A Q&A with the author and speaker Eric Metaxas on his new book, Dietrich Bonhoeffer: Pastor, Martyr, Prophet, Spy. Some of the highlights below.
- What Bonhoeffer cared about was what God required of him. His life and theology were inextricably intertwined; his theology was his life. So as I say, it was his fealty to God that led him to the gallows.
- Bonhoeffer understands that our lives and our theology have to be one thing. It’s one reason that in his theology he stresses the Incarnation as he does.
- Christ did not suggest loving one’s enemies — theological or otherwise — he demanded it. Bonhoeffer showed love towards his theological opponents. He refuted them logically, but respectfully.
- It’s something like Mark Twain’s statement that a lie can get half-way around the world before the truth can get his shoes on.
- We want to gravitate towards eccentricities and exaggerations. But as I say, Bonhoeffer wants to pull us towards the center, towards Christ who judges AND forgives. “Christ the center” as a theological method is a reflection of Bonhoeffer’s life and theology.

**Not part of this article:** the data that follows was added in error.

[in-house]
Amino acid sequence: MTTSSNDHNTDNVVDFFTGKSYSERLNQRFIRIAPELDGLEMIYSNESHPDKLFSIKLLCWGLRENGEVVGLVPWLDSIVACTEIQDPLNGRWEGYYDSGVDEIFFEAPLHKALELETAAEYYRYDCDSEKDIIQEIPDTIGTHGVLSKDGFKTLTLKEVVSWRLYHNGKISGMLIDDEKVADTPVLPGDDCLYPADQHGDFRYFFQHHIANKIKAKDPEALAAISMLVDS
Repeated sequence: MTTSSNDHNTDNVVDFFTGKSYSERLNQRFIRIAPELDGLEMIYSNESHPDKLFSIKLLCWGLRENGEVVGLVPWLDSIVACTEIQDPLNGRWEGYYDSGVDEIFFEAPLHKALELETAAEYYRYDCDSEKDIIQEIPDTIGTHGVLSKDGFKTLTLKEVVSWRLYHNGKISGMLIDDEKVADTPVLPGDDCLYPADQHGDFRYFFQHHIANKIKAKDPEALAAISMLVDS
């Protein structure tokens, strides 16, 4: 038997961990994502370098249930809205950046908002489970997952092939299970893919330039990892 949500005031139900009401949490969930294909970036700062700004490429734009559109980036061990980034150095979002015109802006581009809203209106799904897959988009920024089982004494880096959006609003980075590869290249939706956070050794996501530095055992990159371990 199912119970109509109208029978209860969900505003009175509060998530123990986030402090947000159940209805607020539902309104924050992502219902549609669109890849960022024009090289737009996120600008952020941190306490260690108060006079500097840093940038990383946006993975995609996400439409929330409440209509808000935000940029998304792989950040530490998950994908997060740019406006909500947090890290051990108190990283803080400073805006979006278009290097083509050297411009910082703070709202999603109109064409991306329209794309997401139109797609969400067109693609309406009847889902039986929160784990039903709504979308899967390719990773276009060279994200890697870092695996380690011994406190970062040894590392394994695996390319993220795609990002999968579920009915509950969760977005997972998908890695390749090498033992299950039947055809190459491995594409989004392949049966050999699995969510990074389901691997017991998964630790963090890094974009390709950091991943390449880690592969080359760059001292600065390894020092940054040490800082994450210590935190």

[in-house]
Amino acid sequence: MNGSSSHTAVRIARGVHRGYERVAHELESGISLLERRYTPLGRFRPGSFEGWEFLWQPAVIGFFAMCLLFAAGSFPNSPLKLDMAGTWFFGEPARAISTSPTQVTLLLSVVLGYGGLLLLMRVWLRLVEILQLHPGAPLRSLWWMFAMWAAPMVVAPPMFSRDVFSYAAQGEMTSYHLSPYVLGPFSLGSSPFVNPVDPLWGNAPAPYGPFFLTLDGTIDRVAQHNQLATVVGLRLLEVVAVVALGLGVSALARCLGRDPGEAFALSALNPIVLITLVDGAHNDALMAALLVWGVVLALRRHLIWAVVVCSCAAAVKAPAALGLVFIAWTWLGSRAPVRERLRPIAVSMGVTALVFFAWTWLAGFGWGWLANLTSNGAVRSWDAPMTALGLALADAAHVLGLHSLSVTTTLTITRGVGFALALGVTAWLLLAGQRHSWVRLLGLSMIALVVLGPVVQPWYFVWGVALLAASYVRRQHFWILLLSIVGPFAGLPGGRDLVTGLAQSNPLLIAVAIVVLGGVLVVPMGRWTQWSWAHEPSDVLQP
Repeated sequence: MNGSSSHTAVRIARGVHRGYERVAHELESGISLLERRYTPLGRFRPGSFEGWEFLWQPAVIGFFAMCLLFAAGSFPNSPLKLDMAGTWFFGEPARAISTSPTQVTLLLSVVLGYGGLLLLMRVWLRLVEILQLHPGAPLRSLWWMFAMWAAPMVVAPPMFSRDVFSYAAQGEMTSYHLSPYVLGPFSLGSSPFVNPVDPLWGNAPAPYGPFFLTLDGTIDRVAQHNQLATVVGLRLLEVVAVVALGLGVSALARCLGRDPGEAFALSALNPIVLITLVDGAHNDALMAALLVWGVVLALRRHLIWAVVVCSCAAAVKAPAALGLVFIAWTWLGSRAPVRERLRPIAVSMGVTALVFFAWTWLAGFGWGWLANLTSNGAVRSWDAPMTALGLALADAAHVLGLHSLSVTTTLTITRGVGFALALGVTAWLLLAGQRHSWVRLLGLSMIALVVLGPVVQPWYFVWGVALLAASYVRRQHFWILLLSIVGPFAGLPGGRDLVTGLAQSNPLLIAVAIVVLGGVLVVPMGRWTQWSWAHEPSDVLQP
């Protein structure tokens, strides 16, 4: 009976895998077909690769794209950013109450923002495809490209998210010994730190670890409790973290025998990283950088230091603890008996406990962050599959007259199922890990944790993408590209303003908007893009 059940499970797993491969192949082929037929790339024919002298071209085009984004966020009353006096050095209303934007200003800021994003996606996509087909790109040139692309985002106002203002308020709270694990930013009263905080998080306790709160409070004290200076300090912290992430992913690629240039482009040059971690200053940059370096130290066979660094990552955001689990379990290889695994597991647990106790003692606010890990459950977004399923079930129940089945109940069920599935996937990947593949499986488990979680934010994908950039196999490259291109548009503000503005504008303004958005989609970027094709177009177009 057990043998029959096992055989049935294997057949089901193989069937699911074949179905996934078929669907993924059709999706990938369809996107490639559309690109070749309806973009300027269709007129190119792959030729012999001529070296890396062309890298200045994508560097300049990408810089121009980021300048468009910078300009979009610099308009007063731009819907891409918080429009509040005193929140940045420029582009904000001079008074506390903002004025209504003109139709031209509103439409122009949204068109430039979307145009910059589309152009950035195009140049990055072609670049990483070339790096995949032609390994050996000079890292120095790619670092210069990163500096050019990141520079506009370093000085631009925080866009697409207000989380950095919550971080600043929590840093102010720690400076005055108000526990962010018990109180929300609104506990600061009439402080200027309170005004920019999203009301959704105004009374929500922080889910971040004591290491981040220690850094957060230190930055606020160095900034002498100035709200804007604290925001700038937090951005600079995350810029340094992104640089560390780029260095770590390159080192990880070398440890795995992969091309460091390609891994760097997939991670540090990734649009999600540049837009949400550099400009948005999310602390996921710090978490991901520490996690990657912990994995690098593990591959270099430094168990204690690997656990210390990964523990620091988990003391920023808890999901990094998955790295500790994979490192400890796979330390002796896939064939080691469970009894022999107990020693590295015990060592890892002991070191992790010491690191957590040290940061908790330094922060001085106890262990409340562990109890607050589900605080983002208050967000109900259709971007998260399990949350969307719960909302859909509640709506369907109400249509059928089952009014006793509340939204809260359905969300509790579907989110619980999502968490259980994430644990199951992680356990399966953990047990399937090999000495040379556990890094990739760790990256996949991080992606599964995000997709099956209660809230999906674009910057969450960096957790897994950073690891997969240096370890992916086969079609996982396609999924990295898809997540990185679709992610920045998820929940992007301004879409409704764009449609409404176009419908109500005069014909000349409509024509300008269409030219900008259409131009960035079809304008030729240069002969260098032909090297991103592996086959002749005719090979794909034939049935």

- That was certainly Bonhoeffer’s goal, to lead people to Christ, the “man for others.”
This man was purposed his entire life. Coming from a family of doctors and intellectuals, he turned away from the path that was set before him like the movie Adjustment Bureau and sent out to discover his passion and the purpose that God had meant for his life to become. He wanted to study theology and study he did. His works led him to disciple young men in developing into sincere Christian men of faith before many of them entered into war. He never pastored one church, but instead started his own seminary of sorts and his active Christian faith led him to oppose the corrupting attempts to remove Christ from the church in Germany in the years pre-WWII.
Such was a man whose life commanded the utmost of devotion to the God who saved his soul.